@thorninmud I would say people are adolescents longer than ever. I don’t know how long the experts are defining adolescence, but it would not surprise me if it is ages 12 to 25 considering the research coming out about the brain and it taking until about age 25 for people to really understand consequences to actions.

For me, I always was “grown up” and always wanted to be a grown up, and didn’t enjoy a lot of my high school years, so being in my 20’s didn’t feel old it felt like I finally had grown into myself. No more dealing with peers who always wanting to be drunk or take stupid risks. Or, less of it anyway. At 46 now I wish to go back in time, but it really took until my 40’s to feel that way. I wonder if how we feel in our late 20’s has a lot to do with how much we enjoyed our teen years, or how wild we were as kids and teens. Or, maybe not wild, but just really had a lot of fun when they were younger. That those people feel more of a loss needing to be responsible or making committments.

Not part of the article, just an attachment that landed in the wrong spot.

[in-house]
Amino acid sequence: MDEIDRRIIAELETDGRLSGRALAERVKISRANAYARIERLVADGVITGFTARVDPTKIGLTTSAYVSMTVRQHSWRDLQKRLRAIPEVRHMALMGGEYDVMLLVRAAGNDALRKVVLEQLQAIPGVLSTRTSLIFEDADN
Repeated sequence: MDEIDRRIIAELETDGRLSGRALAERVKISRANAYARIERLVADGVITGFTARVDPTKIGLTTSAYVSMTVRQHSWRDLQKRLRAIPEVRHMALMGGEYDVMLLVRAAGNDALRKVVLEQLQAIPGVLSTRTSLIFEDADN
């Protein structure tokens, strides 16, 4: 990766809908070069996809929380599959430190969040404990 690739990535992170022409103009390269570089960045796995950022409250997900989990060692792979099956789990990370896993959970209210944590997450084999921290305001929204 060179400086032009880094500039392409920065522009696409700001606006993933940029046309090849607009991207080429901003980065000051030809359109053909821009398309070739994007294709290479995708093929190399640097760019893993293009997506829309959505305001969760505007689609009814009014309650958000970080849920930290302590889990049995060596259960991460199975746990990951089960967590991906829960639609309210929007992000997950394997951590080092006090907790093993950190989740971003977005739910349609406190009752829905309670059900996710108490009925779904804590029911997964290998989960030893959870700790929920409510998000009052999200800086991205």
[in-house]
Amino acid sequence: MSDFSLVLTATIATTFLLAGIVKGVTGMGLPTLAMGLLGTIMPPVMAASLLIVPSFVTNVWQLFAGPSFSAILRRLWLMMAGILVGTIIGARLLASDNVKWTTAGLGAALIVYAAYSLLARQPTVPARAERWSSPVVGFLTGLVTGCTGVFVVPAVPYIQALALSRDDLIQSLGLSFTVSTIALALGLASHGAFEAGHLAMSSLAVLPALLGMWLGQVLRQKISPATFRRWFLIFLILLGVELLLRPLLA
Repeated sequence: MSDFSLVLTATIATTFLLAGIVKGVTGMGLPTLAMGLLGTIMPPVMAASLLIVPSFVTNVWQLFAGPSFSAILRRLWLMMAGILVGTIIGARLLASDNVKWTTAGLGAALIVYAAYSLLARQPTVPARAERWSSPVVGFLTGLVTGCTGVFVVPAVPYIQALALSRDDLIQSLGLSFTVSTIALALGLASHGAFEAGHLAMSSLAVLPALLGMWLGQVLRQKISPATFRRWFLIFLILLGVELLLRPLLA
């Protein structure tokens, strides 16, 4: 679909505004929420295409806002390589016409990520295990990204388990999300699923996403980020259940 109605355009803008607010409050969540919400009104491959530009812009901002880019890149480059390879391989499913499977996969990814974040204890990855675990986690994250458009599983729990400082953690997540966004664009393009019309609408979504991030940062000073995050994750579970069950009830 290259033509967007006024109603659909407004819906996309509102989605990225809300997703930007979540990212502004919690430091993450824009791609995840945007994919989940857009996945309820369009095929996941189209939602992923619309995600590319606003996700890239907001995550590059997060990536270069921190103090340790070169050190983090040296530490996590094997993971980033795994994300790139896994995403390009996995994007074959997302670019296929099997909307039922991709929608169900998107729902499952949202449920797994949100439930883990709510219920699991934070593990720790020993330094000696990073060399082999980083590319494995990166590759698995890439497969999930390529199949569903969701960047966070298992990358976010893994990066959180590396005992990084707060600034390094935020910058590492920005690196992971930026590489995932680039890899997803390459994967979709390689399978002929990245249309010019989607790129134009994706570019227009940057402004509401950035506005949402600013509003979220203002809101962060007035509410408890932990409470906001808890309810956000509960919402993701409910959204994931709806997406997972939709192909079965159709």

zenvelo's avatar

I don’t know about normal, but it really isn’t unusual.

At various times in their lives, it seems most people pause and reflect on their age, on how time is passing, on where they stand in relation to their peers. But all of that is comparing one’s insides to everyone else’s outside; a bit of distortion in perception.

Adirondackwannabe's avatar

I guess it’s not unusual, contemplating our mortality isn’t always bad. But don’t dwell on it. My 20’s where a long time ago and I’m still a big kid. It’s all in the attitude and remember to use it or lose it. Stay active, work out, and keep things young.

anniereborn's avatar

@JLeslie Yes it is true. My teenage years were a blast. I wasnt a “partier”, but I just had a lot of fun. It mostly involved doing theater. I didn’t want to grow up honestly. And I think that is why 25 hit me hard. I wasn’t hit hard again until I hit 40.

JLeslie's avatar

@anniereborn Why do you have to stop doing what you love? Why not do theatre again? Even if it is just one or two plays a year.